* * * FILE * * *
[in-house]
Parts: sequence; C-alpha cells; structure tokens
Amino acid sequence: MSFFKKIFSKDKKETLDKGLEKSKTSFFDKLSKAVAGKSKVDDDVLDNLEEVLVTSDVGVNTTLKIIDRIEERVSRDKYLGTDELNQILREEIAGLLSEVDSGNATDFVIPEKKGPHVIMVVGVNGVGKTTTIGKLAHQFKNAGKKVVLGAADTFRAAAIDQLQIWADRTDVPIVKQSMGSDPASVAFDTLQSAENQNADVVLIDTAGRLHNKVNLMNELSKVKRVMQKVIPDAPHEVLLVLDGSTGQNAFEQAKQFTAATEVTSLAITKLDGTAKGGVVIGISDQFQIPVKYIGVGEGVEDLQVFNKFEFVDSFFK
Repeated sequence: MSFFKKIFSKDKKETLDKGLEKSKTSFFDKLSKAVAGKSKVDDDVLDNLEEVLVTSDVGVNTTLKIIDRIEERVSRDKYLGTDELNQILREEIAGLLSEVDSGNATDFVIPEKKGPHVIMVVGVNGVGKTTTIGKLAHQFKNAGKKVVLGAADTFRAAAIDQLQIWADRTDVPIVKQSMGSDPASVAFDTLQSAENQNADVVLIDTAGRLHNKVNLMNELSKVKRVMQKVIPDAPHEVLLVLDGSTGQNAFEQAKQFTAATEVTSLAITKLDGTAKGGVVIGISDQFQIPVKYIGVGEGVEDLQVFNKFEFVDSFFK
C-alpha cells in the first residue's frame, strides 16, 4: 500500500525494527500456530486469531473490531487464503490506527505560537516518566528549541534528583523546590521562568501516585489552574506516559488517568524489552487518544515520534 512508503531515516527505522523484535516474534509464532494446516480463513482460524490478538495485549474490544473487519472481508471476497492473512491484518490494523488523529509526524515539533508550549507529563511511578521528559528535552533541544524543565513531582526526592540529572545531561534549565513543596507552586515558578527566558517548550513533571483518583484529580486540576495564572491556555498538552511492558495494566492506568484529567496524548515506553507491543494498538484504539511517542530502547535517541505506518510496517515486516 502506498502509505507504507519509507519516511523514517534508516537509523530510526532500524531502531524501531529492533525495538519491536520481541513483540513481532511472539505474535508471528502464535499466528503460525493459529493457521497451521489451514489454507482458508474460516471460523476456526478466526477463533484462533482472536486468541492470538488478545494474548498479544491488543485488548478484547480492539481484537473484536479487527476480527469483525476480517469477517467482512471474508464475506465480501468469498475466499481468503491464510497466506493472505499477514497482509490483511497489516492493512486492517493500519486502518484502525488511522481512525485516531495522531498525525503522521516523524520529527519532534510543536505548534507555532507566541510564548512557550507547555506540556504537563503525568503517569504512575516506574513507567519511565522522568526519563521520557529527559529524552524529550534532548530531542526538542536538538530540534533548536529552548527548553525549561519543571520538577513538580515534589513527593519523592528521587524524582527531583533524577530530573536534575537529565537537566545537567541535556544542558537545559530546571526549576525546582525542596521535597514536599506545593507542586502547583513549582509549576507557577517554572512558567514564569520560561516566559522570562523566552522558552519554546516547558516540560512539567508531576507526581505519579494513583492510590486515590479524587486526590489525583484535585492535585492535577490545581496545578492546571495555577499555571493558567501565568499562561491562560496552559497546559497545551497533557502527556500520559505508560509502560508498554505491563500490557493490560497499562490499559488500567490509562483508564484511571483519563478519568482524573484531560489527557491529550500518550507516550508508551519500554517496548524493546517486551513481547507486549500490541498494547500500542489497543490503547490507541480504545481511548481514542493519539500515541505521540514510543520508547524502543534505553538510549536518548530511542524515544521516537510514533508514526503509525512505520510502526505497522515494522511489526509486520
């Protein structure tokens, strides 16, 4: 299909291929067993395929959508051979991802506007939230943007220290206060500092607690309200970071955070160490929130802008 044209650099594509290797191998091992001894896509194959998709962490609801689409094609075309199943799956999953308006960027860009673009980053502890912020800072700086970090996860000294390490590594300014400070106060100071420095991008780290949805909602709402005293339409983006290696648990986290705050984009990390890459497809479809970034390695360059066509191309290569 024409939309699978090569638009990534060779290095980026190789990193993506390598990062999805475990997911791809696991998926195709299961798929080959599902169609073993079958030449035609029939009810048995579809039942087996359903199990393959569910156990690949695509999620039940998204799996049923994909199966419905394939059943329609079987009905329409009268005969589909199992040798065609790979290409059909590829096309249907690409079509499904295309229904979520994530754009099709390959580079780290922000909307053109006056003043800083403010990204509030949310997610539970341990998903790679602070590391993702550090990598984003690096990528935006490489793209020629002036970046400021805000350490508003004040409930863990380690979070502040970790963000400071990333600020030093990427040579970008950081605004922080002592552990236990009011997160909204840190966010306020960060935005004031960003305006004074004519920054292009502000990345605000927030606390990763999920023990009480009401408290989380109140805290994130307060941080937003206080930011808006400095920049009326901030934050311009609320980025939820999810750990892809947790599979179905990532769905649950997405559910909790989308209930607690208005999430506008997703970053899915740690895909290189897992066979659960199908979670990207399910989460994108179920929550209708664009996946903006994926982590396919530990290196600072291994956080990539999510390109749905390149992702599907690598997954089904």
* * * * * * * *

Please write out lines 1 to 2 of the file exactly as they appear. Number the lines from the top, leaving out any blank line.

[in-house]
Parts: sequence; C-alpha cells; structure tokens